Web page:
DutchNews.nl – Some 500,000 geese need to be culled, headline of Dutchnews in The Netherlands, based on article posted in Dutch daily newspaper Trouw yesterday.
“Most of the geese will be gassed, as currently happens around Amsterdam’s Schiphol airport, Trouw says. The paper bases its claims on interim reports from provincial government bodies which signed up to an agreement on combating the geese nuisance two years ago.”
What a shame to gas the Canadian and Nile geese which use to migrate and now remain in The Netherlands. I wonder whether it is contemplated to offer the Geese as a staple food next like chicken, turkey or game meat.
Within Cantonese Cuisine, Cantonese style roasting techniques are renowned as Siu Mei 燒味 literally meaning ‘roast flavored’ meats. The first four are classic types of roasting:
- barbecued pork (cha siu叉燒)
- roast goose (siu ngoh 燒鵝)
- roast pork (siu yuk 燒肉)
- roast suckling pig (siu zyu 燒豬)
- roast duck (siu ngaap 燒鴨)
Often alongside the roast meats, you will find these three dishes as well
- White cut chicken (baak cit gai 白切雞) – marinated steamed chicken
- Soy sauce chicken (si yao gai 豉油雞) – chicken cooked with soy sauce
- Orange cuttlefish ( lou seoi mak jyu 鹵水墨魚) – marinated cuttlefish
Roast Goose Siu Ngoh 燒鵝
Roast Goose is popular in Hong Kong and Guangdong Province in southern China. If prepared correctly a true delicacy, Roast Goose 燒鵝 (siu ngoh in Cantonese) is one of the signature roast dishes with a crisp skin where the layer of fat has melted away during roasting process resulting in succulent meat. Roast Goose appears to share similarity to Peking Duck (specially bred BeiJing White Duck) but roast goose is bigger, cheaper as for flavoring it only has a spice rub in the cavity.
Whereas the technique for roasting BeiJing Duck is much more elaborate, way of serving differs as well. BeiJing Duck is brought to the dining table where the meat is sliced in as much of 100 thin flakes each covered with a piece of crispy skin attached. On the dining table a steam basket with pancakes, thinly cut scallion, cucumber and sweet bean sauce or hoisin sauce as accompaniments. The pancakes is spread lightly with plum sauce, sprigs of scallion than duck flakes with crispy skin rolled up and you take a bite to heaven.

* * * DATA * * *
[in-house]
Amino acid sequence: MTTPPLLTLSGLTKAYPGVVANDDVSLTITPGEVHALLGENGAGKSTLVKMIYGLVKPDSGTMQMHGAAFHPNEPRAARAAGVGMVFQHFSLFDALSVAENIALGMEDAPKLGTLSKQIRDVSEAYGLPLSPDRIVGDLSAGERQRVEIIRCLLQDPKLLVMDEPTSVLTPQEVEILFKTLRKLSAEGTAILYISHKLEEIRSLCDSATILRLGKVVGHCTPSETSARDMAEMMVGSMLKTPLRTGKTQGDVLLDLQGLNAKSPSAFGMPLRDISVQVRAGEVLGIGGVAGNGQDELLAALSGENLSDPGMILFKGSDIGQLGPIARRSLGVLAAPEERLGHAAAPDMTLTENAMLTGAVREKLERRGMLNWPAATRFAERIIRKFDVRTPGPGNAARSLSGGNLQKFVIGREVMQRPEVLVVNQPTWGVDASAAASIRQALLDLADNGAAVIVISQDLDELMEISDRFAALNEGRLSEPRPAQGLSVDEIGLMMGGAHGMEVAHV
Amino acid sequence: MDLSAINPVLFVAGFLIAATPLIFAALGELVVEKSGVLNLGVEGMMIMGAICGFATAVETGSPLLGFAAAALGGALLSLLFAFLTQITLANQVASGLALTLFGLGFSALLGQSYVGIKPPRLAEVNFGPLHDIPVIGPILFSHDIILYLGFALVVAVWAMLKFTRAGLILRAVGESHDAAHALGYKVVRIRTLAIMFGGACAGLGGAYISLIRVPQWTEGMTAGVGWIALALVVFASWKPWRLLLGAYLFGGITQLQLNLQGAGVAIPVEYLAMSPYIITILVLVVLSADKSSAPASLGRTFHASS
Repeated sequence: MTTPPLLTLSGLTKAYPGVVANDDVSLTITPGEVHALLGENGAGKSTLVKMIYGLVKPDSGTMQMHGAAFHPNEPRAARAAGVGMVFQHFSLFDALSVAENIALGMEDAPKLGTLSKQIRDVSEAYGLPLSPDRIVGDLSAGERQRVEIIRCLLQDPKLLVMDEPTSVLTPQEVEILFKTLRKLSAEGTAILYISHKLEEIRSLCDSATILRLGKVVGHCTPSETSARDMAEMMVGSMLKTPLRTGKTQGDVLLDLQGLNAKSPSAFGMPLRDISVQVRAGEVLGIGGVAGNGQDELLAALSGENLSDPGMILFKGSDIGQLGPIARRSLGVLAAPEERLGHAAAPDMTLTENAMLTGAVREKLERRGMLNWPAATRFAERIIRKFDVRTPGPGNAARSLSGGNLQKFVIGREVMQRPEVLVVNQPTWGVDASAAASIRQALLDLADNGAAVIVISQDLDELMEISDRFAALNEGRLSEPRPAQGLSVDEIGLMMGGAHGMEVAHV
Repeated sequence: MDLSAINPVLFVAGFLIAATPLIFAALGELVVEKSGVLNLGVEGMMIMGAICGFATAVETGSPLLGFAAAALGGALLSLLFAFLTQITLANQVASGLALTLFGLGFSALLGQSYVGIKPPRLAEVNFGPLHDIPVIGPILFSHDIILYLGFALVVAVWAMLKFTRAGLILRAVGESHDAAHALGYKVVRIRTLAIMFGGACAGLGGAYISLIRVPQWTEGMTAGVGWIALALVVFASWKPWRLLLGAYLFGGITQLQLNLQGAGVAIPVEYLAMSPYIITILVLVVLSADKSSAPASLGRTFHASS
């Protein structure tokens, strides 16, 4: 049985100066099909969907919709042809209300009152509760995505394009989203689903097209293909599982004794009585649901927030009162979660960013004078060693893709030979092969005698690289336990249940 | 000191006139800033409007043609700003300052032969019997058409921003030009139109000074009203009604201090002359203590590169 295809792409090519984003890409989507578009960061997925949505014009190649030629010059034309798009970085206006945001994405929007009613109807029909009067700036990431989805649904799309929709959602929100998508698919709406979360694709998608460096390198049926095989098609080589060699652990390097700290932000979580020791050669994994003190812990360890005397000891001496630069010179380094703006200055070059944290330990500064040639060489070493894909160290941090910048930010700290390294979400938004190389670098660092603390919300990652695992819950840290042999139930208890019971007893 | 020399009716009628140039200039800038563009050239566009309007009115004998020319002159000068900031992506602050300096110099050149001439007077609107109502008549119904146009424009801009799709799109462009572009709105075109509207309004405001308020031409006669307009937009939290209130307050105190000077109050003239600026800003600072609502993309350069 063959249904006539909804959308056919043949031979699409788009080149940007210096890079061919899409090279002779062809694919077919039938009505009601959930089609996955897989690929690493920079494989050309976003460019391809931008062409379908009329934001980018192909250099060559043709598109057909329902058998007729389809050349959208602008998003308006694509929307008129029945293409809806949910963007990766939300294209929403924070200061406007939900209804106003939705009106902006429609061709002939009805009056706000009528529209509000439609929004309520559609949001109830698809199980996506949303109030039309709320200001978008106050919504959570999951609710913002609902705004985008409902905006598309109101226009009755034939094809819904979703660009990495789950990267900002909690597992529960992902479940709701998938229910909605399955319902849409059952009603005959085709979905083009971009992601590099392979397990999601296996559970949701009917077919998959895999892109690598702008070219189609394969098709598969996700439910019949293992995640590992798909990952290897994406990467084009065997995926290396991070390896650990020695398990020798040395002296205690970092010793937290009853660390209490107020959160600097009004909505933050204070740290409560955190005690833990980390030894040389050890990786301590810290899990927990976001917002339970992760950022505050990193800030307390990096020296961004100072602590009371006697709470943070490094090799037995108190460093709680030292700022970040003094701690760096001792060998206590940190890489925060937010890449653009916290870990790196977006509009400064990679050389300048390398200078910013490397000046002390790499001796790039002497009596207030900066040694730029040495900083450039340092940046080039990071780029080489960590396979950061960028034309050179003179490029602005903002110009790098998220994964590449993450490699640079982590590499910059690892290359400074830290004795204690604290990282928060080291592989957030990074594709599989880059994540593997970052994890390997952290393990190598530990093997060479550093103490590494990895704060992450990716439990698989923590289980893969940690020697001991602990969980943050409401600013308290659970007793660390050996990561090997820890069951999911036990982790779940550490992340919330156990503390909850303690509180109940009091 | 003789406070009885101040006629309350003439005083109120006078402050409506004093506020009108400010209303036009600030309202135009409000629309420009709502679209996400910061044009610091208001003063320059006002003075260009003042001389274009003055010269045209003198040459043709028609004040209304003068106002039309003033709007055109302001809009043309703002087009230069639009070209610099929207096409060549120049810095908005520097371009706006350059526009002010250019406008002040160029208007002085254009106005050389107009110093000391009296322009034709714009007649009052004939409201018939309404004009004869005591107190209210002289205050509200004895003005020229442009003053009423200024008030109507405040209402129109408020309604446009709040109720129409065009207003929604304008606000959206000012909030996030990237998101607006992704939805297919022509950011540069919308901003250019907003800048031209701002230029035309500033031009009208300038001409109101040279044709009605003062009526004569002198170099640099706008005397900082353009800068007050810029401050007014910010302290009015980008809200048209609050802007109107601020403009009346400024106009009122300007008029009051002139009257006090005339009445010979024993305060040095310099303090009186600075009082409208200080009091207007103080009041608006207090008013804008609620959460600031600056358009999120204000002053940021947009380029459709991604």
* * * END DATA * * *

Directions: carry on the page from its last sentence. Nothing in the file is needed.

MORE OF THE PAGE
The famous Cantonese style roast Goose as a whole chopped and served as a main dish with plum sauce or as well known rice dish known as Siu ngoh fan 燒鵝飯. Chopped pieces of Goose are topped on rice with KaiLan (Chinese broccoli, dark green stem vegetabes with or without tiny yellow flowerbuds) where the drippings of the goose is poured on top. You do not need to be a connoisseur to appreciate and enjoy this dish and agree upon the tender meat, a mouthful of bliss bursting with flavor.
TV documentary Hong Kong to the World
A beautiful documentary series co-produced by RHTK and National Geographic Channel titled “Hong Kong to the World” showcases in one of the four one-hour episodes the secrets of roasting meats ‘Siu Mei’. In the program Siu Mei Kung Fu, episode 1, the famous Hong Kong movie star, Eric Tsang enters into the unfamiliar territory of a traditional roasting workshop. Starting from the most basic roasting techniques, secrets will be revealed and stories behind the delicious Hongkong-style roasts. Affinities to culinary kung fu with reference to hand-to-hand fighting skills as time-honored techniques, balancing yin and yang and involving god-like blade skills, are worthy to be considered “siu mei kung fu”!
One of our favorite destinations discovering Hong Kong to shop for food, electronics and sightseeing on our must see or to-do lists and that behavior hasn’t changed with every visit. Because Hong Kong city and islands still captivates with its spectacular scenery and many attractions. Over time we have introduced ourselves to street food and culinary delights, of which some establishments are famous for more than half a century. One of the restaurants is the legendary Goose restaurant Yung Kee – the fact that we try to visit on our returns makes us long distance regulars – a place to satisfy our roast goose gourmet craving. However over time we have found other locations in Hong Kong which serve roasted goose as good and even less expensive than Yung Kee.
Prepare a trip to Chinatown or Hong Kong, sample the dish(es) or try a recipe
Outside of Hong Kong, Guang Dong Province, in China towns in diaspora across the world you will find the roasted meats to sooth your craving, not often the roasted Goose but most likely the roasted duck version. The more reason to get my hands on a few birds of the large flock of geese which is to be culled soon, Schiphol Airport is not even that far away from my home. Will post separately a roast goose recipe shortly.
Note: If you are planning a trip to Hong Kong soon and are compiling a bucket list of places to visit, things to see, do click on all the highlighted links in this post for information and watch the mentioned documentary TV episode it’s worth to watch, read and experience it by yourself. Here’s another 25 reasons to go to Hong Kong by Condé Nast Traveller.